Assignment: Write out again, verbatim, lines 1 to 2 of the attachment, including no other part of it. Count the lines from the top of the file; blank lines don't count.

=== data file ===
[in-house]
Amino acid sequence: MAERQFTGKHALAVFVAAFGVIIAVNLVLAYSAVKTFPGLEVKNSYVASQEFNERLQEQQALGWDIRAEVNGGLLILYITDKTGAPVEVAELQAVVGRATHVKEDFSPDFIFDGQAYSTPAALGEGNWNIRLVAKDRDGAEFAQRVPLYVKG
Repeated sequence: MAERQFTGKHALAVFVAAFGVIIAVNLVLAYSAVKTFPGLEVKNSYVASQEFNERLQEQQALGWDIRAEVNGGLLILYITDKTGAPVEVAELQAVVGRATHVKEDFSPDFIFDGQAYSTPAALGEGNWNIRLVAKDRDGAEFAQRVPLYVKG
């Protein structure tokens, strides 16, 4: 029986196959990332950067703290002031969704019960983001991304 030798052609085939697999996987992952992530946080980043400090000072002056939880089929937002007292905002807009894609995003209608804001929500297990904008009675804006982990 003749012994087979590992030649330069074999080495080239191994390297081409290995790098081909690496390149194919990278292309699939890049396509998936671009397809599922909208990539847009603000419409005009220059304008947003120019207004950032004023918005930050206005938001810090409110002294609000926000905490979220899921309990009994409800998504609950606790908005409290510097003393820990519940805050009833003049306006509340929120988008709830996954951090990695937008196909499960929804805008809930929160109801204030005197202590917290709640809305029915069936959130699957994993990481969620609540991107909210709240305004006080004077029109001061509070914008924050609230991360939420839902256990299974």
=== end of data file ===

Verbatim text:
[in-house]
Amino acid sequence: MAERQFTGKHALAVFVAAFGVIIAVNLVLAYSAVKTFPGLEVKNSYVASQEFNERLQEQQALGWDIRAEVNGGLLILYITDKTGAPVEVAELQAVVGRATHVKEDFSPDFIFDGQAYSTPAALGEGNWNIRLVAKDRDGAEFAQRVPLYVKG